Current gas price hikes don't measure up to recent history

(February 24, 2011) SANTA MONICA, Calif. — The biggest one-day gain for oil prices in more than two years this week may focus more of America's attention on rising fuel costs, but the price increases at the pump are not yet as dramatic as other jumps in the last few years, according to an economic analysis by

Since September 2010, average monthly gas prices have risen 45 cents to $3.21 (February month-to-date), an increase of 16.4%.

But during the past four years, there have been several periods where gas prices increased by even more substantial amounts. In 2008, gas prices rose 94 cents — or 33.4% — to $4.11 between February 2008 and June 2008. Gas prices also increased 63 cents from February to May 2006, 86 cents from February to May 2007, and 94 cents from December 2008 to June 2009.

"Between this week's surge in oil prices and the recent unrest in the Middle East and North Africa, the media might stir itself into a frenzy, but past experience suggests consumer buying behavior won't change quite yet," said Lacey Plache, chief economist at

"When gas prices rise substantially and suddenly like they did in 2008, consumers are more likely to run out and replace their gas-guzzling cars. But more gradual increases in gas prices like what we're seeing now do not tend to have as strong an effect on overall auto sales."

Instead of driving consumers to the sales showroom, said Plache, the current pace of gas price increases is more likely to curb gasoline consumption habits through changes to driving behavior. In anticipation of growing costs at the pump, offers several useful suggestions for drivers to save money with "Survival Strategies for Steeper Gas Prices." Some of the tips include:

    • Track the mileage you get in the cars you drive now. This can help you measure the impact made by any changes to your driving habits.
    • Assess what rising gas prices mean to your family. The impact may not be as dire as you think.
    • Switch to "calm driving" methods. Compared to a fast, lane-changing, sharp-braking style, found that "calm driving" improved fuel economy by as much as 35 percent.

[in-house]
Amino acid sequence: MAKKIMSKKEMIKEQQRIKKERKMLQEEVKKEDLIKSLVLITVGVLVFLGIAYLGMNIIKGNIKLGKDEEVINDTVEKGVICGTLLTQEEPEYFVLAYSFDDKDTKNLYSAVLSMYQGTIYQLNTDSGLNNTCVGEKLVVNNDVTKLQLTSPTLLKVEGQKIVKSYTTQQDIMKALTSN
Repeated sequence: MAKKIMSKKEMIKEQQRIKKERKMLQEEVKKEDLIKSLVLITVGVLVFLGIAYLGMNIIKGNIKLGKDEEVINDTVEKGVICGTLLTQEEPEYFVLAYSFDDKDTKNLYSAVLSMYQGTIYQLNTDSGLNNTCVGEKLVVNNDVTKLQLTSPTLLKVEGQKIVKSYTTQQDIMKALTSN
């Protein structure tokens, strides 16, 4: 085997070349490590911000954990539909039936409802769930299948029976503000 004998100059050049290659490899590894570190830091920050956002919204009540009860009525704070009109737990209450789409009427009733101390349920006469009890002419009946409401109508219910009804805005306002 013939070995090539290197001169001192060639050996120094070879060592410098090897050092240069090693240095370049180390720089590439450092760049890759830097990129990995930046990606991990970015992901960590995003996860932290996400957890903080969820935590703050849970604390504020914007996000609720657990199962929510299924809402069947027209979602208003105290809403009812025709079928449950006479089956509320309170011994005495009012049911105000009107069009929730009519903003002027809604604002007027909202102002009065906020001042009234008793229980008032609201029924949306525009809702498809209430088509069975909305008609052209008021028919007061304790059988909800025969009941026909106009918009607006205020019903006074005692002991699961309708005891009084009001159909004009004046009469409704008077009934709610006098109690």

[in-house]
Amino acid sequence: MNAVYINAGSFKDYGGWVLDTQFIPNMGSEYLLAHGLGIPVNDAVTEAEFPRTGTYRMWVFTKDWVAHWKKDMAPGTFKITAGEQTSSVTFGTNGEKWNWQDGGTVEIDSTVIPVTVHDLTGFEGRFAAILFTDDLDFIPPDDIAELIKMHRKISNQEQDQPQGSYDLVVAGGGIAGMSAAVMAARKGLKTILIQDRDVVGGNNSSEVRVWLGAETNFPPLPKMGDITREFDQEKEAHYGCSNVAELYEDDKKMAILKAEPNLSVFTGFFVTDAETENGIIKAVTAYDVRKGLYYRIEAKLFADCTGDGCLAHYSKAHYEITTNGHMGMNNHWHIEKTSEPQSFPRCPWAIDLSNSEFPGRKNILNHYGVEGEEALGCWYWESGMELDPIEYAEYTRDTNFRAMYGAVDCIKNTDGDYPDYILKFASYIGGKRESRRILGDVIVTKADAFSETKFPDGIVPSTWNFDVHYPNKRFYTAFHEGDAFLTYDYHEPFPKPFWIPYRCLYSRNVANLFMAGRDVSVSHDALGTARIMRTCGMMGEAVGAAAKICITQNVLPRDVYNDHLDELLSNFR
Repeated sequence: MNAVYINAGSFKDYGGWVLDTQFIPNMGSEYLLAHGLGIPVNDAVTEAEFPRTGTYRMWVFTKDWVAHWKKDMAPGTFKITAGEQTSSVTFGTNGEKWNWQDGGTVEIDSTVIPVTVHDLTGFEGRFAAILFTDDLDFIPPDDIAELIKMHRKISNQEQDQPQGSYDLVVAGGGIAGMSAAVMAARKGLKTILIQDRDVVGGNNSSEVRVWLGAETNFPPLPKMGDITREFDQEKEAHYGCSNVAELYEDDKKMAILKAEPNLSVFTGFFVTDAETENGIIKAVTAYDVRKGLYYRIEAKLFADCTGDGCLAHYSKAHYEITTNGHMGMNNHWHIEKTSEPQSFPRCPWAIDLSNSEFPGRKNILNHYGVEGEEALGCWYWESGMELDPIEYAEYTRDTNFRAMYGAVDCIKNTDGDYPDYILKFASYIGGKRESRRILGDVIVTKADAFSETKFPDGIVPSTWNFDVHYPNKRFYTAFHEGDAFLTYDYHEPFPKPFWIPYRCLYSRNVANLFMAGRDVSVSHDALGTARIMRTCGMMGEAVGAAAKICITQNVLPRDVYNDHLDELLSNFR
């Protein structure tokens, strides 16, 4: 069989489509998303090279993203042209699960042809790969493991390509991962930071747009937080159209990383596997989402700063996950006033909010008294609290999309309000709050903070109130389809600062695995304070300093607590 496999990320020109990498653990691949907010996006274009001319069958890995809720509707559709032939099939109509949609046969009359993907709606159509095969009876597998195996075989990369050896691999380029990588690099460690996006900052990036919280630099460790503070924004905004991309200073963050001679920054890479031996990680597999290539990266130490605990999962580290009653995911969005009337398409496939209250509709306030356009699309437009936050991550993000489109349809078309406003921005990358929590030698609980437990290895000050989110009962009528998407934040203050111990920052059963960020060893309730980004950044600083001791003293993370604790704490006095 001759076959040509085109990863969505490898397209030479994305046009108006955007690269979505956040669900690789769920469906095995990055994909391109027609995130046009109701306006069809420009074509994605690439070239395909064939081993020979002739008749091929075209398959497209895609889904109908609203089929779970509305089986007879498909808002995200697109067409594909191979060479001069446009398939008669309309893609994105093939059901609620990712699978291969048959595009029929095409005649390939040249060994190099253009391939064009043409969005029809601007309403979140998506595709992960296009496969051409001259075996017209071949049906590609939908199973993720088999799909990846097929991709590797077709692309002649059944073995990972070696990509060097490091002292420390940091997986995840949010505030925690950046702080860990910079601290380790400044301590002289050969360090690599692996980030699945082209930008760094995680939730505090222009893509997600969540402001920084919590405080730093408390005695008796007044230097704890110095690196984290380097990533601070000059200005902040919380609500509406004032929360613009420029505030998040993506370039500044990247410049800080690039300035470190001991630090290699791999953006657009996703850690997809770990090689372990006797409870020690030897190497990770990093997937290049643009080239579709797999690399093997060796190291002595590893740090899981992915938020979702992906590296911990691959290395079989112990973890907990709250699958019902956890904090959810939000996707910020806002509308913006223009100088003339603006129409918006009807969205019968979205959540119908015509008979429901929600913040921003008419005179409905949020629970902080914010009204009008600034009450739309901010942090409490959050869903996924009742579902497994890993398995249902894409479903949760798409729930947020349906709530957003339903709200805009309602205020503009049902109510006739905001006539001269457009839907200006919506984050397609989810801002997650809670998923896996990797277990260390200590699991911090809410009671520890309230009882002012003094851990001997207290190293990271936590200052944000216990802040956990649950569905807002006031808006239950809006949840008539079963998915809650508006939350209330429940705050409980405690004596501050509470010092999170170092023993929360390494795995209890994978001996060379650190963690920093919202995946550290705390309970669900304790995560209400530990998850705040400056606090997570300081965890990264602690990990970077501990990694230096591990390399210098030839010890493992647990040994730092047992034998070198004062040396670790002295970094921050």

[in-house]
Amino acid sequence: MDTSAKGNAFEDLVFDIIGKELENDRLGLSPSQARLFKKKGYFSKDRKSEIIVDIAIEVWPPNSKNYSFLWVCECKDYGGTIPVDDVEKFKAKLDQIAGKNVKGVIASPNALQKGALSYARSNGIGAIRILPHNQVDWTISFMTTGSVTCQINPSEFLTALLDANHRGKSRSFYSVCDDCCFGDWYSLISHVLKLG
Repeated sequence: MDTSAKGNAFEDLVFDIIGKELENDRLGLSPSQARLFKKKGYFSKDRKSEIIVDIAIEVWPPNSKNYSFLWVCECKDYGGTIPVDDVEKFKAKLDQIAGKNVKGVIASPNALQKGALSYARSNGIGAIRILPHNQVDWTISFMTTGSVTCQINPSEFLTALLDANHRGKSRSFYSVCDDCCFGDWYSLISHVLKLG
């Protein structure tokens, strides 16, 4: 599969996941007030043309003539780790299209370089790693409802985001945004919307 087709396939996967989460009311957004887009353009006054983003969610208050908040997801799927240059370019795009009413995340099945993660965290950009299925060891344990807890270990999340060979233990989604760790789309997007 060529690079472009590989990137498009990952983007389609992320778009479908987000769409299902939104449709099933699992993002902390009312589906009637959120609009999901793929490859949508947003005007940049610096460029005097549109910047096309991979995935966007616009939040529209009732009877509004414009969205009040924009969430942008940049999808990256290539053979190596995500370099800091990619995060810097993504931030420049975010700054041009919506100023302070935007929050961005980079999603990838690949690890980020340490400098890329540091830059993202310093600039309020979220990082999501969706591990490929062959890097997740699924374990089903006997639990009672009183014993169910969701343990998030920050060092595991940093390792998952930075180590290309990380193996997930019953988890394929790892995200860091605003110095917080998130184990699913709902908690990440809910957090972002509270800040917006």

• Stay away from "gas-saving" products. Such products rarely — if ever — work.

For consumers already in the market for a new car, higher gas prices do not necessarily mean they need to make a dramatic change in the cars they prefer to drive in order to save money. In particular, cautions that buying a new — and possibly more expensive — hybrid may not be more cost effective.

"With incentives at their current levels, it is possible that any pinch felt by increases in gas prices could be counter-balanced by lower payments or by improved fuel economy in any new car," said Plache. "So, even in an environment of high fuel prices, it could still make more sense to go after a new Camry instead of a new Prius."'s gas-guzzler calculator is an excellent resource for car owners considering the financial benefits of switching to hybrids or other gas-sipping cars.'s Data Center also offers the estimated Monthly Fuel Costs (MFC) for every 2010 and 2011 model year vehicle based on 1,250 miles driven per month based on updated national fuel costs.

For consumers looking to make the switch to more fuel-efficient cars, offers several tips and resources for making the change:

    • Check out's Top 10 Most Fuel-Efficient Non-Hybrids for 2010, Top 10 Most Fuel-Efficient Hatchbacks and Wagons of 2010, Top 10 Most Fuel-Efficient Trucks of 2010, Top 10 Most Fuel-Efficient SUVs and Crossovers of 2010 and Top 10 Most Fuel-Efficient Sedans of 2010. Many of the vehicles are available as 2011 models with equal or even slightly better fuel efficiency
    • Zero in on the best deals. Edmunds' Green Car Advisor features the best cash back and low-APR deals for hybrids.
    • Consider well-equipped smaller cars that generally offer better fuel mileage. A "downsize" doesn't necessarily have to mean a "downgrade."